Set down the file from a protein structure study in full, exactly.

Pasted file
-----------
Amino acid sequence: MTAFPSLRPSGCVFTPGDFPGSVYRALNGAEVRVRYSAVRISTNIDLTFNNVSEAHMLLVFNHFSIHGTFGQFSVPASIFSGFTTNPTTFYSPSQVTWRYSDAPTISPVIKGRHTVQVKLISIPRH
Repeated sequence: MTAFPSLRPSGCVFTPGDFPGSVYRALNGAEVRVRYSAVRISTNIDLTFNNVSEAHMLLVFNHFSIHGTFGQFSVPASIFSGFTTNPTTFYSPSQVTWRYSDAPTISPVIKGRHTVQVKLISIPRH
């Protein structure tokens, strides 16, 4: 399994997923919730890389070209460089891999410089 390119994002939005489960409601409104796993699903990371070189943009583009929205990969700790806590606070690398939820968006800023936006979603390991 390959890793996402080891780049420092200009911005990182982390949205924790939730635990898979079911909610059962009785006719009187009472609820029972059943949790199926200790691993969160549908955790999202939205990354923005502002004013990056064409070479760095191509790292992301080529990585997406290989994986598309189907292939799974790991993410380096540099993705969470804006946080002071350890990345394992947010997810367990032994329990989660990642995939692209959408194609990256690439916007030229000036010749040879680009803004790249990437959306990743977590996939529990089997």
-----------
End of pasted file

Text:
Amino acid sequence: MTAFPSLRPSGCVFTPGDFPGSVYRALNGAEVRVRYSAVRISTNIDLTFNNVSEAHMLLVFNHFSIHGTFGQFSVPASIFSGFTTNPTTFYSPSQVTWRYSDAPTISPVIKGRHTVQVKLISIPRH
Repeated sequence: MTAFPSLRPSGCVFTPGDFPGSVYRALNGAEVRVRYSAVRISTNIDLTFNNVSEAHMLLVFNHFSIHGTFGQFSVPASIFSGFTTNPTTFYSPSQVTWRYSDAPTISPVIKGRHTVQVKLISIPRH
């Protein structure tokens, strides 16, 4: 399994997923919730890389070209460089891999410089 390119994002939005489960409601409104796993699903990371070189943009583009929205990969700790806590606070690398939820968006800023936006979603390991 390959890793996402080891780049420092200009911005990182982390949205924790939730635990898979079911909610059962009785006719009187009472609820029972059943949790199926200790691993969160549908955790999202939205990354923005502002004013990056064409070479760095191509790292992301080529990585997406290989994986598309189907292939799974790991993410380096540099993705969470804006946080002071350890990345394992947010997810367990032994329990989660990642995939692209959408194609990256690439916007030229000036010749040879680009803004790249990437959306990743977590996939529990089997």